tricky 3-way

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  #1  
Old 12-12-00, 06:23 AM
Guest
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I have a three-way switch connected to a halogen fixture. When I turn on the switch at the end of the ciruit the light comes on, then goes dark. No circuit breaker is tripped when this happens and the light can no longer be turned on and off using this switch, unless I turn the other switch for the fixturn on and off. I put a ciruit (neon) tester on the switch before turning it on and it was hot, but after turning on the switch it no longer was. Both switches appear to have the right wires going to the right terminals and are not loose. The only thing I noticed that didn't look right is that the ground wire in the affected switch is not connected to anything, it is just sitting inside the receptacle. The receptacle is plastic and does not have any type of screw or strap to connect the ground to. Any ideas?
 
  #2  
Old 12-12-00, 11:08 AM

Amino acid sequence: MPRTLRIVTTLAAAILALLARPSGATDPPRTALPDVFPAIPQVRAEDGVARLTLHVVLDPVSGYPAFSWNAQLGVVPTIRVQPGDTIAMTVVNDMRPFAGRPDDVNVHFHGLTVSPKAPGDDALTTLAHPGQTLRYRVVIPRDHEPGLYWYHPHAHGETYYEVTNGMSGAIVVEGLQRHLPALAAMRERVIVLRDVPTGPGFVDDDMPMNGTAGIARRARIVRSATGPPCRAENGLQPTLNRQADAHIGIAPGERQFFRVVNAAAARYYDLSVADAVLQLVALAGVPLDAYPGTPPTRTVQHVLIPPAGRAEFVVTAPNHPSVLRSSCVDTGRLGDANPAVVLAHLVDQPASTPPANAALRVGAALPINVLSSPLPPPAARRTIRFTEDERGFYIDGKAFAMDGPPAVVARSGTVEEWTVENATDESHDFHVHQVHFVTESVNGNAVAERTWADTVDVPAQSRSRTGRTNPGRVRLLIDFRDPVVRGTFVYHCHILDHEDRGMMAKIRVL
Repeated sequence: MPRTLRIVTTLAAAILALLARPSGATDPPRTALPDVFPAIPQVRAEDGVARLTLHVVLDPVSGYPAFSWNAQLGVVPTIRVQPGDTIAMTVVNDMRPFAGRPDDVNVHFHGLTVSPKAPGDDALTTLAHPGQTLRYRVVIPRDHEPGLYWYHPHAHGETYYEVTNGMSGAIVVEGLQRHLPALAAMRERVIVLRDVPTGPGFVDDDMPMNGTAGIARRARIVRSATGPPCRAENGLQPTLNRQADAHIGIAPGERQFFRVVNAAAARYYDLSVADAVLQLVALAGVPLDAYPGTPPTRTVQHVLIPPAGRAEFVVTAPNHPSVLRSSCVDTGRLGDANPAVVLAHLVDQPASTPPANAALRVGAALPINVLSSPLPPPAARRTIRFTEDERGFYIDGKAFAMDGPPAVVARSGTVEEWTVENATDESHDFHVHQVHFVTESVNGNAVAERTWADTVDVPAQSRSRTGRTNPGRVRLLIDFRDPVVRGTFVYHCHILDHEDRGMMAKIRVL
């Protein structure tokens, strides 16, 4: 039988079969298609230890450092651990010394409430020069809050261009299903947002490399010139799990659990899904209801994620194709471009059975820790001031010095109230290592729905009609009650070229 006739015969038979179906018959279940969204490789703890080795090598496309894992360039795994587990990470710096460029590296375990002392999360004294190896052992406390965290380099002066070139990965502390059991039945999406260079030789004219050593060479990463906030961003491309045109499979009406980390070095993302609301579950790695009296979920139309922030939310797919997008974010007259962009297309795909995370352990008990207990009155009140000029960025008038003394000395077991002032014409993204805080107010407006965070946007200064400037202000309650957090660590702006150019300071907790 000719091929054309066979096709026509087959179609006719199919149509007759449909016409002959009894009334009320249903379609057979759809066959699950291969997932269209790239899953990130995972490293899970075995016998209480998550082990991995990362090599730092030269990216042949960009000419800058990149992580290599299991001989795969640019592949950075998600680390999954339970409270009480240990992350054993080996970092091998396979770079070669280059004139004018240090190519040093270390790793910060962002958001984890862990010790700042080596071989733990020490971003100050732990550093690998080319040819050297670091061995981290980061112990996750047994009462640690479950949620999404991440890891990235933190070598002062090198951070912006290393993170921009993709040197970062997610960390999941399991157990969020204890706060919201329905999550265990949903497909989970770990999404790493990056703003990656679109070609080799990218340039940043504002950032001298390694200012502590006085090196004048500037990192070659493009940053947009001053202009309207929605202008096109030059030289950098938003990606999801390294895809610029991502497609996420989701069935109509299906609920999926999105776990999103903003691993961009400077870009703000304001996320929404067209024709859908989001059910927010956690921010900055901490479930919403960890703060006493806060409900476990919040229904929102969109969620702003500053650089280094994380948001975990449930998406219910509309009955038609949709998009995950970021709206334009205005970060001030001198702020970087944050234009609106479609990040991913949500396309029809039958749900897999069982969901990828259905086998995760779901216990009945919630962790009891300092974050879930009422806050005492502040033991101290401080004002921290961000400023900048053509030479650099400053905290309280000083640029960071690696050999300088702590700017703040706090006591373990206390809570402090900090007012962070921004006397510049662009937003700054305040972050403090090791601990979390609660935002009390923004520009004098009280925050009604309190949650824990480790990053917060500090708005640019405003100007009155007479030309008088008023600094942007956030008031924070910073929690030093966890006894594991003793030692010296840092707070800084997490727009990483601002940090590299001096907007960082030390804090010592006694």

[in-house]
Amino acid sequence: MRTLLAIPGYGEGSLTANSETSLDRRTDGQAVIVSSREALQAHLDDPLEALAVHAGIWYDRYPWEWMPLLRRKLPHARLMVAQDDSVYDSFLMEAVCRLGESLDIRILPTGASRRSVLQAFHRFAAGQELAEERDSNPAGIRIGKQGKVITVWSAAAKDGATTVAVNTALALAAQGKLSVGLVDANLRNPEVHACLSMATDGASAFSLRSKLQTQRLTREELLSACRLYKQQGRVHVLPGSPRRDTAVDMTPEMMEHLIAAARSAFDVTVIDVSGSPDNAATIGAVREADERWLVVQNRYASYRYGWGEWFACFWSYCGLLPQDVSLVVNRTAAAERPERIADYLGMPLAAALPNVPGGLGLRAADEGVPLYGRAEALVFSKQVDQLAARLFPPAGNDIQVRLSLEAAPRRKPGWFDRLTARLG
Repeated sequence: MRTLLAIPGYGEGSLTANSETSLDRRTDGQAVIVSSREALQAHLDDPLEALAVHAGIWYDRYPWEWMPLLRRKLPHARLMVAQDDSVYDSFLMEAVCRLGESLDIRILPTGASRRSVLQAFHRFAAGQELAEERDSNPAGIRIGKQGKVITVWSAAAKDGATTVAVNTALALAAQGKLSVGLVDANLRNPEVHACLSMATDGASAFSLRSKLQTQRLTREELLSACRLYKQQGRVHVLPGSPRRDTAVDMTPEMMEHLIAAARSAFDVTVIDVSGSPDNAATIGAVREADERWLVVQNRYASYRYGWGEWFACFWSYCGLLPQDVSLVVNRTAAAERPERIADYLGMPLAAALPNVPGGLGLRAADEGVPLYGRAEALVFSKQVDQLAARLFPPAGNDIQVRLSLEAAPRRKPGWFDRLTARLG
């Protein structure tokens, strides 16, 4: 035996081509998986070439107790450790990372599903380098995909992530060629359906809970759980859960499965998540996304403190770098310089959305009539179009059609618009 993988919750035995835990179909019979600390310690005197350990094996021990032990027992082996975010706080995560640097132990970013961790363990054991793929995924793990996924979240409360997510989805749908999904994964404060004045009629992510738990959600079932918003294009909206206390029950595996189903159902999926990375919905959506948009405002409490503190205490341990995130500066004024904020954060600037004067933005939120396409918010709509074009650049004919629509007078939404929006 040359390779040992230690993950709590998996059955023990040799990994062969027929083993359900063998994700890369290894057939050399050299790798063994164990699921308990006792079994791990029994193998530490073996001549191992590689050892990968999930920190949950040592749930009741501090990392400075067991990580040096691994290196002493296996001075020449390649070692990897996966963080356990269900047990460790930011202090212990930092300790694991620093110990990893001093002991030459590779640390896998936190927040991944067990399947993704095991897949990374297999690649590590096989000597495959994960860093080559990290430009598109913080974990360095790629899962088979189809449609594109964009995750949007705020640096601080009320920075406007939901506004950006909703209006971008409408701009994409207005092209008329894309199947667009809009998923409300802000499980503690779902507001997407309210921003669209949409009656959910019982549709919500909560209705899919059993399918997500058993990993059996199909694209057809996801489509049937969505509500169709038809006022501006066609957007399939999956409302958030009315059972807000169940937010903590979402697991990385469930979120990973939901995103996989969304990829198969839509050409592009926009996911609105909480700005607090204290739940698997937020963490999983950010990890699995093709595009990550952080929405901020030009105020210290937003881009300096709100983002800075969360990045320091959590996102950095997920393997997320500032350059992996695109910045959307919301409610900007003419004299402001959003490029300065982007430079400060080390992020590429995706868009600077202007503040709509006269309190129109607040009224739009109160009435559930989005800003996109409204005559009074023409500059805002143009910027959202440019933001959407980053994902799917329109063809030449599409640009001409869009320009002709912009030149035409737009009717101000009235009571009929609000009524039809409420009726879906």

Wgoodrich
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The following are suggestions only for a 120 volt rated light fixture. Please confirm you have the right voltage to the light fixture that the fixture is rated.

Sounds like a loose connection to me. While there is no load on the circuit you have voltage and the connection is making contact. Then when you energize the fixture creating a load on that circuit the connection fails.

If I am right, I would look at replacing the switches by testing both side of the switch to see if you have voltage to the grounded leg if you have a grounded leg in that switch box. If you do not have a grounded leg in that box then run a wire from the grounded leg of the nearest receptacle across the floor extending the grounded leg to the switch areas. Test the common hot going to the light fixture at the switch and check for voltage. If you have voltaged then go to the light fixture and test from the hot to the grounded leg extension. Somewhere you should find a dead wire that should be hot in that switch system. If you don't then you may have a loose connection in the white. If so then connect that grounded leg extension to the white of the fixture and turn on the light. If it works then start back tracing to see where you lose your grounded leg in your circuit somewhere before it gets to the light fixture.

Before you do anything make sure this light fixture is a 120 volt rated fixture if not and this fixture is a 240 volt rated fixture then strongly reconsider you wiring design.

If your fixture is truly a 120 volt rated fixture, then your problem is most likely in a loose wire nut or a switch with a bad contact point.

Good Luck

Wg
 
 

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